Review: Razer's Orbweaver is stylish and completely superfluous

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At a Glance
  • Razer Orbweaver

Do you really need another PC peripheral? Razer thinks so. The purveyor of high-end gaming wares recently released the $130 Orbweaver, a “gaming keypad” that aims to offer a different approach to the traditional keyboard-and-mouse pairing. Twenty keys, a pair of buttons and an 8-direction thumb stick are arrayed on a device that’s roughly the shape of a large human hand, promising supreme comfort and control if you can just figure out how it works.

Fortunately, it’s pretty simple. In its default state the Orbweaver mimics the left edge of your keyboard, with the traditional “WASD” directional keys sitting in the center of the device with a lever on the right edge that serves as a spacebar. But there’s a good chance you aren’t checking out a $130 peripheral just to sever off a chunk of a normal keyboard; to that end, every button and key on the device can be configured. The Orbweaver starts working the moment you plug it in, but you’ll need to install Razer’s Synapse software to unlock the keypad’s full potential.

Synapse is a tricky beast. The concept is a novel one: one software package to rule all of your (Razer) peripherals, syncing your preferences and macros into the cloud so they’ll be ready for use wherever you get your game on. You’ll need to download the Synapse app and sign up for an account before you can even start using your new gear, even if you have no intention of plugging the Orbweaver (or any of Razer’s Synapse-enabled hardware) into another PC. If you’ve grown accustomed to plug and play hardware, these extra steps can be an annoying hurdle.

The Synapse app is small (weighing in at about 12MB), and the installation process is painless. Once it’s up and running, plug the Orbweaver in and Synapse will start installing the Orbweaver configurator — you’ll need this software to, well, configure the keypad. Honestly, with the exception of needing to sign up for an account the process isn’t all that different from the software packages usually required by higher-end gaming gear.

The interface is simple enough to understand — a bit elegant, even — but the sheer number of odds and ends to fiddle with might frighten all but the ficklest gamers. You can create profiles, so particular games or programs have their own key configurations. Keys can be reassigned to do just about anything — set up complex macros, launch programs, or even emulate mouse clicks. Razer devices can also be linked together so that the Orbweaver’s keys can alter the profiles on your mouse or headset. And there are 8 keymap configurations per profile (they can be changed on the fly), resulting in a ludicrous number of options.  The thumbstick can replace the WASD functions (though I found that made the spacebar lever a bit tricky to hit), or can serve as 8 individual buttons. Or you can configure it to function as a joystick, which strikes me as the ideal function. Someone will undoubtedly appreciate all of these options; I like to keep things simple, and only swapped a few keys about.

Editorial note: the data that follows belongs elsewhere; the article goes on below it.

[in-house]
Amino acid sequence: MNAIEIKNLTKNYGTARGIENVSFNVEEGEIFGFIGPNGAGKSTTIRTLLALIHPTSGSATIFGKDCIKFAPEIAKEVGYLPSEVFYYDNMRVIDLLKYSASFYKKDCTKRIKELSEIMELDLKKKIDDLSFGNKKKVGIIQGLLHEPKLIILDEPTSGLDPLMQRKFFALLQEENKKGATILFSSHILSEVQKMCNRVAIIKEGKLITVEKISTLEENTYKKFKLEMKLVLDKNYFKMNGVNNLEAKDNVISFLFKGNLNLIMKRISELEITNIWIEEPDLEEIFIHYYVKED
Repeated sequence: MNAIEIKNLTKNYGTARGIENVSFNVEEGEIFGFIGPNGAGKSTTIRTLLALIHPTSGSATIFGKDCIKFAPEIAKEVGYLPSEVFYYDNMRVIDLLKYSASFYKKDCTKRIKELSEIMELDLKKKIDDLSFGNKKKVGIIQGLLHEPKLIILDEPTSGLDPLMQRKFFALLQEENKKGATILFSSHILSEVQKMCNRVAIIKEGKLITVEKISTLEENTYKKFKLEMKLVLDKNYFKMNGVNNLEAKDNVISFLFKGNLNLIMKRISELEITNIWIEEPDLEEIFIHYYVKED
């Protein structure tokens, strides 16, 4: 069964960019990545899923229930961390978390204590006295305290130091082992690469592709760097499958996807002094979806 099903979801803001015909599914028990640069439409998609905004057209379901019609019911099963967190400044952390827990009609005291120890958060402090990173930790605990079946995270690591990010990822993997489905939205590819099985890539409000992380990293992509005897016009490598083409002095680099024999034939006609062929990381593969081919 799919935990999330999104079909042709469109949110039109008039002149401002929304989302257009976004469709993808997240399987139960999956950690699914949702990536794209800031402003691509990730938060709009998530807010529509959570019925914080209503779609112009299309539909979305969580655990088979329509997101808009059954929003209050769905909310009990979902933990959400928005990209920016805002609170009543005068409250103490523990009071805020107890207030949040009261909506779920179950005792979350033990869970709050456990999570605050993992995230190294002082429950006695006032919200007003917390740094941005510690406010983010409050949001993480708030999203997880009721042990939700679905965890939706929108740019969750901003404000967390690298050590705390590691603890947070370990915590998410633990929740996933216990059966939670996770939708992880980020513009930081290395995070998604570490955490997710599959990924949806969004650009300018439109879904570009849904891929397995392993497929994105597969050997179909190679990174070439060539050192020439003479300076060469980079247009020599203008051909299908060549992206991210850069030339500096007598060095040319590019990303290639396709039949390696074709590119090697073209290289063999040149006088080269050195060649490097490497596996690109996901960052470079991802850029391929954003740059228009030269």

But the Orbweaver’s raison d'être isn’t just to serve up macros and let us tweak buttons. It’s supposed to offer a decidedly more comfortable gaming experience than our keyboards can offer. And it does—eventually. I only spent about thirty minutes experimenting with button layouts and profiles for the first-person shooters and MMOs I usually play, and considerably more time contorting the keypad into a shape that worked for my oversized mitts. The Orbweaver really shines here. There are three elements to tweak: the palm rest tilts to remain snug against your palm, and can be locked into a particular angle. Press a button on the underside, and the keypad can be extended or contracted—great for folks with large hands, or to tweak your grip. Press a button on the right, and the panel holding the thumb stick and space bar can be slid closer or further away. None of these adjustments look especially dramatic, but every allowance made for comfort can make a world of difference during especially lengthy gaming sessions. The Orbweaver’s mutability, coupled with the excellent and satisfyingly responsive mechanical keys (Cherry MX Blues, if you’re curious) make for a winning combination. On paper.

The Orbweaver is comfortable, limitlessly configurable, and looks pretty awesome—like some bauble from the future, replete with green glowing lights (also configurable) and racing-inspired exhaust vents running along the front edge. But it can’t replace my keyboard. For all its configurability and potential, 20 keys just isn’t enough: the Orbweaver sat to the left of my keyboard, and I constantly found myself turning back to traditional keys to have conversations, adjust my volume controls, open up a map, or hit the ESC key to skip a cutscene or back out of a menu. I could potentially bake most of those features into the Orbweaver with some time spent in the configurator, but… why bother?

Boring though it may be, pragmatism wins out here. Unless you’ve got $130 burning a hole in your pocket or physical limitations that make a device like this attractive, there’s no reason—beyond novelty—to add a device this unorthodox to your arsenal. And if you do have $130 to spend and are enticed by all of those configuration options, spend the extra $10 to get the Razer BlackWidow Ultimate keyboard. It isn’t quite as much of a conversation piece (and its decidedly larger), but sometimes the old ways work best.

This story, "Review: Razer's Orbweaver is stylish and completely superfluous" was originally published by TechHive.

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At a Glance
  • The Orbweaver is slick, comfortable and limitlessly configurable, but it doesn't meaningfully improve upon a standard keyboard.

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